Essay On Vincent Van Gogh's The Flowering Orchard

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Vincent Van Gogh’s The Flowering Orchard and Claude Monet’s Spring (Fruit Trees in Bloom) are superficially similar paintings. They take place at the same time of year, at around the same time of day, and they depict similar subject matter. However, a long look at both paintings reveals that they have entirely separate energies and inspire different viewing experiences. Spring feels like a relaxed day overlooking a hilly scene. The Flowering Orchard, on the other hand, inspires energy and movement through the powerful forms of the trees. Each painter makes use of different techniques to accomplish these emotional goals. Overall, Monet’s Spring uses mixed textures and unrestrained composition to create a gentle and dreamy hilltop view. In contrast,…show more content…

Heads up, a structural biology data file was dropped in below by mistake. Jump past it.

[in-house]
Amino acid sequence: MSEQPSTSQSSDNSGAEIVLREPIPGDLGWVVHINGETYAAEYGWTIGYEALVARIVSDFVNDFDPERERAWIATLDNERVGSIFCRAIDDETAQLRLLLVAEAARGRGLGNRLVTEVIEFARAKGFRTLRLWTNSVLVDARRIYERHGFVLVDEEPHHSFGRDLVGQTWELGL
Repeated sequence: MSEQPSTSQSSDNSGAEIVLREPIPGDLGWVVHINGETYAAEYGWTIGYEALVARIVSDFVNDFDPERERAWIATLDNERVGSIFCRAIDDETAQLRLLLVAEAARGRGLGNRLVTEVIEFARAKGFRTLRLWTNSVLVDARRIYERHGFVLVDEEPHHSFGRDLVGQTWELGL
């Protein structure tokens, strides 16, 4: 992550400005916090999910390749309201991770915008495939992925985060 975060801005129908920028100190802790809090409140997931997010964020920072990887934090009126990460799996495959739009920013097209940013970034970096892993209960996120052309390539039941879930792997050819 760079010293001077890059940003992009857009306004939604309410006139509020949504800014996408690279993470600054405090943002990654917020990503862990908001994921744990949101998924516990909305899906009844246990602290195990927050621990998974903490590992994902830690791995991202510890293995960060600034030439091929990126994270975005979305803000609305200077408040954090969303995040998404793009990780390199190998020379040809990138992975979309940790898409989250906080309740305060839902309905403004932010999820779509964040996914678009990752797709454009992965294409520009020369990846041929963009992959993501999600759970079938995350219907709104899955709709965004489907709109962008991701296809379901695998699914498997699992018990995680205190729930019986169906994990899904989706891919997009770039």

In the case of Monet’s Spring, we can see supportive structures holding up the two frontmost trees. Here the human interaction is tied directly to the support of the branches. In other words, humanity needs to intervene to create this beautiful landscape. Van Gogh’s The Flowering Orchard showcases a foreground scythe and rake. The scythe rests in the tree, while the rake stands upright closer to the viewer. Both of these tools are meant to deal with only the grass and the ground. This choice of tools suggests that the only necessary human interaction is with ground, and that these upright, strong trees are independent and free from the need of human intervention. That being said, the scythe is still placed in the tree, perhaps to show that with no human around to shape the grass, nature can still flourish beautifully. In addition, both the scythe and the rake are highly vertical symbols, both contributing to the composition of the piece. Overall, Monet’s Spring depicts a serene, dreamy view using a calming composition and soft depictions of trees, while van Gogh’s The Flowering Orchard creates upward energy and momentum using repeated vertical compositional techniques and forceful
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